This is known as a suspension - where one note belonging to a chord is briefly sustained across a beat while the other notes move ahead to the next chord. For an instant the conflicting harmonies grind together to create deliberate musical tension (dissonance) before the delayed note moves on to join the others and re-establish relative calm (consonance). The BWV 533 prelude has plenty of this "stress/release, stress/release" going on to maintain a powerful "harmonic rhythm".

To maximise the musical strength which Bach aimed for, it's essential that in each instance the delayed note must sound fully against the new chord on the next beat before moving on. It's easy to inadvertently let that note go early, resulting in dilution of this important musical element. Have a listen to my performance of this work on CCH, and you'll hear that I make certain that these delayed notes receive their full value. I "lean" on them, in some cases actually lengthening them slightly to make absolutely sure that the momentary dissonance hits home hard.

This short but potent work is the first Bach prelude and fugue I learned back in 1975. I have never forgotten the feeling of fulfilment in my first year of organ study when finally getting it under control. Good luck with your ongoing work with this rewarding task.

Andrew

http://www.contrebombarde.com/concerthall/music/17454


Hi Andrew and thanks much! I suspected the clashing of odd notes was intended, of course if you don't do it just right (which is my case), the outcome is probably somewhat skewed and like I say, doesn't sound right. As I go along I learn there is so much articulation to organ playing, not just playing notes but how you play them. In your example this is perfectly executed and is the part I'm still working on, but I'm getting there! Pretty amazing from one day to the next when you've been working on a new piece, just that overnight rest from one day to the next how well things get wired in your head internally and I notice a pretty big jump in my ability to play this piece.

I may learn an entire Bach piece yet! 8)

Marc
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Re: One of the easier Bach pieces to learn?

Postby NickNelson » Fri Oct 07, 2016 2:50 pm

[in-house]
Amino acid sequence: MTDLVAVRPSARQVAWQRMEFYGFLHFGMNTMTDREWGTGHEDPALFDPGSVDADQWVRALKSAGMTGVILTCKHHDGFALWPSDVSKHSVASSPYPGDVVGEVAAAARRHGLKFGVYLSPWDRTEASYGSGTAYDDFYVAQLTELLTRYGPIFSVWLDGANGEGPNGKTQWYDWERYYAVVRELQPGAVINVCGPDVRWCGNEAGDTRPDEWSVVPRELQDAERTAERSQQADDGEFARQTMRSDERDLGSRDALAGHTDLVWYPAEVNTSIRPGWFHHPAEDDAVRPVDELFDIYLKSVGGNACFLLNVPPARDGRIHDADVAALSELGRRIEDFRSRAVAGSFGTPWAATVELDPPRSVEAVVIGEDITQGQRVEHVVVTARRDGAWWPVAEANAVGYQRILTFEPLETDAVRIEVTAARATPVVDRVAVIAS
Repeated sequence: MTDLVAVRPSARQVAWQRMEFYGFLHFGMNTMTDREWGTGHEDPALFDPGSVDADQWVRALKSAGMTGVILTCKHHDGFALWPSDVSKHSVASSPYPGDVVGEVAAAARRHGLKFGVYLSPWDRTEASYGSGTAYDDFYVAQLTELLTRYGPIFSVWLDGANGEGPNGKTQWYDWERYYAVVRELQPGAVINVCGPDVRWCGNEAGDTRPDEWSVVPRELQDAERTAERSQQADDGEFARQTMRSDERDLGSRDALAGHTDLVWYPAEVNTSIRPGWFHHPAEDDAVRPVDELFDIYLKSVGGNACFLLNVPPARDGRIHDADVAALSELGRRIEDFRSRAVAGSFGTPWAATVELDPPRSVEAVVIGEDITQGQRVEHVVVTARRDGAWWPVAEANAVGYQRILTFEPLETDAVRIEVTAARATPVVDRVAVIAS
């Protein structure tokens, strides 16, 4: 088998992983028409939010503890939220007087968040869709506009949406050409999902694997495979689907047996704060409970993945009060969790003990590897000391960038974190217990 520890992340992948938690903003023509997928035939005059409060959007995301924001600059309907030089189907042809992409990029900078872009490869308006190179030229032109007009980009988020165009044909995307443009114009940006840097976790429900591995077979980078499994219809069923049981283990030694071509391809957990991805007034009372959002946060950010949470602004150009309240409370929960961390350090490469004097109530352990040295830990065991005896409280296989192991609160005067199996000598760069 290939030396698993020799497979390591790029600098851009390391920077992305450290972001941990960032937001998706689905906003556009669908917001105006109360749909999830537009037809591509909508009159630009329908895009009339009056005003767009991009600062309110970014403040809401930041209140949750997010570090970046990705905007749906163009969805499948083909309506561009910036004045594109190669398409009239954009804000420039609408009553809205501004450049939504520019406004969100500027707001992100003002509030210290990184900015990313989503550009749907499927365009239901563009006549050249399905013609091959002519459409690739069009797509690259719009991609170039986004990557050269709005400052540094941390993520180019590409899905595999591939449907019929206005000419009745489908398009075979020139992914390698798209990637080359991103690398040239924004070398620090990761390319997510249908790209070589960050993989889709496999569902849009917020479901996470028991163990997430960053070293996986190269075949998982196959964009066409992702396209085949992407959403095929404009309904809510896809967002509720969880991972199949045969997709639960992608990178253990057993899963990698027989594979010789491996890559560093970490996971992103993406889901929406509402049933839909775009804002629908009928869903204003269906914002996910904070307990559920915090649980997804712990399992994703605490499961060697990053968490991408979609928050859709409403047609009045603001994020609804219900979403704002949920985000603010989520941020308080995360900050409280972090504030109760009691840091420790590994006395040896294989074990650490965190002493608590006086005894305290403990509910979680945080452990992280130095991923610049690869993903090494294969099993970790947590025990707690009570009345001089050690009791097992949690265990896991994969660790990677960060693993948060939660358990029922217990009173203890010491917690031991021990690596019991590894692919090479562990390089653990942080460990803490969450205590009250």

I'm rather fond of 'In Dir Ist Freude' BWV615. It's pretty straightforward, and I think it sounds terrific.

Lots of versions on Contrabombarde, but for pace I like Fazioli's renditions. This one for example:

http://www.contrebombarde.com/concerthall/music/6398

though personally I'd prefer a slightly brighter registration.

Nick
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Re: One of the easier Bach pieces to learn?

Postby profeluisegarcia » Fri Oct 07, 2016 3:15 pm

I think the short and beautiful 8 preludes and fugues were written precisely for us... amateurs.

Regardless any opinion, these works have the Bach´s taste ( the same way the Neumeister ´s Chorals do not seems to me to be Bach´s authorship).

Listen these works (BWV 553-560) and if you like to study one of them I can provide you a fingered copy.

Luis
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Re: One of the easier Bach pieces to learn?

Postby 1961TC4ME » Fri Oct 07, 2016 6:46 pm

This is the version of BWV 533 beginning @ 20:34 that got stuck in my head.

http://m.youtube.com/watch?v=uT_t8QvhpE0

Luis,

I might just take you up on your offer! :D

Marc
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Re: One of the easier Bach pieces to learn?

Postby Antoni Scott » Sun Feb 26, 2017 10:33 am

I have picked up and put down so many Bach pieces that I have Lost count. Frustration with my inability to read the music properly (I am a terrible sight reader) was only part of it. Maybe within the last decade, technology has stepped in to help me overcome my inabilities.
Of course, we all listen to the piece being played by a professional before attempting the piece ourselves. Several things have helped me get through the endless hurdles.